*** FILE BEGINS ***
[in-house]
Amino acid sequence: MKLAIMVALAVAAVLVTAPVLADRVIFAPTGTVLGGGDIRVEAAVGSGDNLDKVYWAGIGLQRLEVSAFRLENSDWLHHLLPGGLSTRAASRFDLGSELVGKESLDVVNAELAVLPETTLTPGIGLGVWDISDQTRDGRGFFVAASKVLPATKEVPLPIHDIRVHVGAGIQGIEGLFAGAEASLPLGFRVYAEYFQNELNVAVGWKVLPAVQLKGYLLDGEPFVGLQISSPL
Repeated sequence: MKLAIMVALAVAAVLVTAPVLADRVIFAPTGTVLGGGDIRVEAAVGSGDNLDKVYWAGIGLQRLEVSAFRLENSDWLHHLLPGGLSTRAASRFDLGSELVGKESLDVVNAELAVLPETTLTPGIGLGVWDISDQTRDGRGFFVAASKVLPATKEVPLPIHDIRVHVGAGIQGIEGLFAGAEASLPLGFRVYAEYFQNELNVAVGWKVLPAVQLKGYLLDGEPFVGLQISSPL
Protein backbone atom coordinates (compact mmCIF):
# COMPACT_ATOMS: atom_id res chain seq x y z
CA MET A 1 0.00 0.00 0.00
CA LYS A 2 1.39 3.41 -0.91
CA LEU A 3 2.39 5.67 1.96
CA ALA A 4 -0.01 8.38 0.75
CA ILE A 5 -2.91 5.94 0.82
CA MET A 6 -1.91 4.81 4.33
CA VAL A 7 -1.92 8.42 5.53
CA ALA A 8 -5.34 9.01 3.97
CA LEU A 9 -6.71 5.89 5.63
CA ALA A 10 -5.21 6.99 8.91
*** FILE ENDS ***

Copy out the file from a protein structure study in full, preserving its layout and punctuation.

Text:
[in-house]
Amino acid sequence: MKLAIMVALAVAAVLVTAPVLADRVIFAPTGTVLGGGDIRVEAAVGSGDNLDKVYWAGIGLQRLEVSAFRLENSDWLHHLLPGGLSTRAASRFDLGSELVGKESLDVVNAELAVLPETTLTPGIGLGVWDISDQTRDGRGFFVAASKVLPATKEVPLPIHDIRVHVGAGIQGIEGLFAGAEASLPLGFRVYAEYFQNELNVAVGWKVLPAVQLKGYLLDGEPFVGLQISSPL
Repeated sequence: MKLAIMVALAVAAVLVTAPVLADRVIFAPTGTVLGGGDIRVEAAVGSGDNLDKVYWAGIGLQRLEVSAFRLENSDWLHHLLPGGLSTRAASRFDLGSELVGKESLDVVNAELAVLPETTLTPGIGLGVWDISDQTRDGRGFFVAASKVLPATKEVPLPIHDIRVHVGAGIQGIEGLFAGAEASLPLGFRVYAEYFQNELNVAVGWKVLPAVQLKGYLLDGEPFVGLQISSPL
Protein backbone atom coordinates (compact mmCIF):
# COMPACT_ATOMS: atom_id res chain seq x y z
CA MET A 1 0.00 0.00 0.00
CA LYS A 2 1.39 3.41 -0.91
CA LEU A 3 2.39 5.67 1.96
CA ALA A 4 -0.01 8.38 0.75
CA ILE A 5 -2.91 5.94 0.82
CA MET A 6 -1.91 4.81 4.33
CA VAL A 7 -1.92 8.42 5.53
CA ALA A 8 -5.34 9.01 3.97
CA LEU A 9 -6.71 5.89 5.63
CA ALA A 10 -5.21 6.99 8.91